When I asked what worried him most in his new position, I expected him to say ISIS or Russia or the defense budget. Instead, he said, “The lack of political unity in America. The lack of a fundamental friendliness. It seems like an awful lot of people in America and around the world feel spiritually and personally alienated, whether it be from organized religion or from local community school districts or from their governments.
“I come out of the tight-knit Marine Corps, but I’ve lived on college campuses for three and a half years,” he went on. “Go back to Ben Franklin—his descriptions about how the Iroquois Nations lived and worked together. Compare that to America today. I think that, when you look at veterans coming out of the wars, they’re more and more just slapped in the face by that isolation, and they’re used to something better. They think it’s P.T.S.D.—which it can be—but it’s really about alienation. If you lose any sense of being part of something bigger, then why should you care about your fellow-man?”I don't know about spiritual alienation, but I think unemployment leads to personal alienation, especially if one is cut off from their professional community. I don't often talk about this stuff, but I wonder if society is more atomized, and people are less likely to be a part of communities outside of their families and their work. If that's the case and work is taken away from folks, it's not surprising that people feel alienated. (I wonder if that's what happens to people who leave graduate school?)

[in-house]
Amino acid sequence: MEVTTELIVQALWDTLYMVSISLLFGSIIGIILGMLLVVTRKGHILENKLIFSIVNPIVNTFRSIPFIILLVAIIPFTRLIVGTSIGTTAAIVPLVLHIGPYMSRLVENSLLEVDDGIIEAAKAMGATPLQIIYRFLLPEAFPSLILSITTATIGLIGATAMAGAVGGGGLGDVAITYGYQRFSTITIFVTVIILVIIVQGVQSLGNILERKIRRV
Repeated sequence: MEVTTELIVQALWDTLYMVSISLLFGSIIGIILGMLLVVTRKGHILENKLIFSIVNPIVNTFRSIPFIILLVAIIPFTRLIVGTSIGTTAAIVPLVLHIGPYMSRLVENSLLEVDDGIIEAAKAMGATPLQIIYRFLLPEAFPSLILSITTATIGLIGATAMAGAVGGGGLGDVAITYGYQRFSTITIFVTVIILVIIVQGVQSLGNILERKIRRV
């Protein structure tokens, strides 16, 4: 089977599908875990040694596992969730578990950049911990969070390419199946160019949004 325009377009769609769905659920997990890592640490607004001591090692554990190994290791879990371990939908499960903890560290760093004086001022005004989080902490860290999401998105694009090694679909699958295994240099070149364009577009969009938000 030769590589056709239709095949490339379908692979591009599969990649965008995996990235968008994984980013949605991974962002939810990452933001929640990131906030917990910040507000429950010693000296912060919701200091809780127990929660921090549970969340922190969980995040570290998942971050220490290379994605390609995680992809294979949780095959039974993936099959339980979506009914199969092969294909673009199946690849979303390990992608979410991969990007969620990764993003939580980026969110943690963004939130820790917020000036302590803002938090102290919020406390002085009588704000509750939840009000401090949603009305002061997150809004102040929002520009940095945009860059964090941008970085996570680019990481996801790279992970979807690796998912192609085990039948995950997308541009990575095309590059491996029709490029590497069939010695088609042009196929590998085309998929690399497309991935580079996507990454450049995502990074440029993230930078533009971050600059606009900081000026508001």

So over this long weekend, I guess I have a question for everyone: what real life communities are you a part of? I'll go first: my family, my extended family, my kids' school, our church, my professional community and other friends as well. You?